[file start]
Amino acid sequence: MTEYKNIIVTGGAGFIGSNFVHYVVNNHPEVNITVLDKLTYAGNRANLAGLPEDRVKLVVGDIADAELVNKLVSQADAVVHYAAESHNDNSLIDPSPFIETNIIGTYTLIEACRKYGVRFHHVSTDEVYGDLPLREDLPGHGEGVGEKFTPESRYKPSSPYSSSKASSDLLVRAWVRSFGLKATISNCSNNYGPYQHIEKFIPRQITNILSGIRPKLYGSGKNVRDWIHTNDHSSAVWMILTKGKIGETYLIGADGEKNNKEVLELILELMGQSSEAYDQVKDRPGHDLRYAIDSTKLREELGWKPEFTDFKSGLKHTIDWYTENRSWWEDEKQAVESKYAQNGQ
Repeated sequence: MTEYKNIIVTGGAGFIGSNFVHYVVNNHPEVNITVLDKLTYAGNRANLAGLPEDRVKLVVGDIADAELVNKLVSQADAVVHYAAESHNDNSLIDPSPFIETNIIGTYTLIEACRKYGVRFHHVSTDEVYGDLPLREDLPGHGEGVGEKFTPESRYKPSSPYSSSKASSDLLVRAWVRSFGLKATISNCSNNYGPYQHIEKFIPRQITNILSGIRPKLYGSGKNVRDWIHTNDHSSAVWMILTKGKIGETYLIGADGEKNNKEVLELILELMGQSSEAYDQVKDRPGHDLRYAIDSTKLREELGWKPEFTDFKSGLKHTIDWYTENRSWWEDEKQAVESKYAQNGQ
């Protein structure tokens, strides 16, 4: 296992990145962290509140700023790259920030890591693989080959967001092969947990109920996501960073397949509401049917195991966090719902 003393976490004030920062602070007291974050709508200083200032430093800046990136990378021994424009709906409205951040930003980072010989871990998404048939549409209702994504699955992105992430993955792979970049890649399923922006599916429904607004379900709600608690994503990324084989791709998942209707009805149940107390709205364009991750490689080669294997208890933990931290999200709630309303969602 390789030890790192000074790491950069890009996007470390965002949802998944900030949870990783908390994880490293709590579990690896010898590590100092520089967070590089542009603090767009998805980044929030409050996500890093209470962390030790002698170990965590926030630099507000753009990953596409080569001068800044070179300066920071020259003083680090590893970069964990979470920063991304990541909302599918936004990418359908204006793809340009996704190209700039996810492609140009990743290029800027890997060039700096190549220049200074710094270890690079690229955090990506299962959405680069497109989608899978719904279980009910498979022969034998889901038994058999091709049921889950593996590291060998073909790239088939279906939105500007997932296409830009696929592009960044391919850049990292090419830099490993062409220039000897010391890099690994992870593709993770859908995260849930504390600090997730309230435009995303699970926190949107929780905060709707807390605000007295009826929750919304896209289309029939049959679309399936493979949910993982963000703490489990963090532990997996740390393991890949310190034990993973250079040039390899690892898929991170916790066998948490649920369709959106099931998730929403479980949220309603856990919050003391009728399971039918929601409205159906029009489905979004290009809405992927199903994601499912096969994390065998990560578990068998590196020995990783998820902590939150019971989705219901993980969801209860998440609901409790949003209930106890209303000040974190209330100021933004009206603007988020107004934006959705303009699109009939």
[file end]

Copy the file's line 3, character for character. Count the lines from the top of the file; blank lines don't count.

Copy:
């Protein structure tokens, strides 16, 4: 296992990145962290509140700023790259920030890591693989080959967001092969947990109920996501960073397949509401049917195991966090719902 003393976490004030920062602070007291974050709508200083200032430093800046990136990378021994424009709906409205951040930003980072010989871990998404048939549409209702994504699955992105992430993955792979970049890649399923922006599916429904607004379900709600608690994503990324084989791709998942209707009805149940107390709205364009991750490689080669294997208890933990931290999200709630309303969602 390789030890790192000074790491950069890009996007470390965002949802998944900030949870990783908390994880490293709590579990690896010898590590100092520089967070590089542009603090767009998805980044929030409050996500890093209470962390030790002698170990965590926030630099507000753009990953596409080569001068800044070179300066920071020259003083680090590893970069964990979470920063991304990541909302599918936004990418359908204006793809340009996704190209700039996810492609140009990743290029800027890997060039700096190549220049200074710094270890690079690229955090990506299962959405680069497109989608899978719904279980009910498979022969034998889901038994058999091709049921889950593996590291060998073909790239088939279906939105500007997932296409830009696929592009960044391919850049990292090419830099490993062409220039000897010391890099690994992870593709993770859908995260849930504390600090997730309230435009995303699970926190949107929780905060709707807390605000007295009826929750919304896209289309029939049959679309399936493979949910993982963000703490489990963090532990997996740390393991890949310190034990993973250079040039390899690892898929991170916790066998948490649920369709959106099931998730929403479980949220309603856990919050003391009728399971039918929601409205159906029009489905979004290009809405992927199903994601499912096969994390065998990560578990068998590196020995990783998820902590939150019971989705219901993980969801209860998440609901409790949003209930106890209303000040974190209330100021933004009206603007988020107004934006959705303009699109009939």